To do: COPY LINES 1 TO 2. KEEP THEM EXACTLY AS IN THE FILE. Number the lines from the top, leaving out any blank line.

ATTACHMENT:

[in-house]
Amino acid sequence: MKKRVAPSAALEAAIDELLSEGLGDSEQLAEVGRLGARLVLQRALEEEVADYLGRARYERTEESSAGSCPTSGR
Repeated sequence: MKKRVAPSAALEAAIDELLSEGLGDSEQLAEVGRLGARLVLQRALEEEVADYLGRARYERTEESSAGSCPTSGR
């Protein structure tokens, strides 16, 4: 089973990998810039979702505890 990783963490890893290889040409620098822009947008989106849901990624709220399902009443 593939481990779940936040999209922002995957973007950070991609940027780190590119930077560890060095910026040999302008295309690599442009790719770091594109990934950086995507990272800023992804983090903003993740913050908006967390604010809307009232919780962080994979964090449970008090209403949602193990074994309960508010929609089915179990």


[in-house]
Amino acid sequence: MKKRVAPSAALEAAIDELLSEGLGDSEQLAEVGRLGARLVLQRALEEEVADYLGRARYERTEESSAGSCPTSGR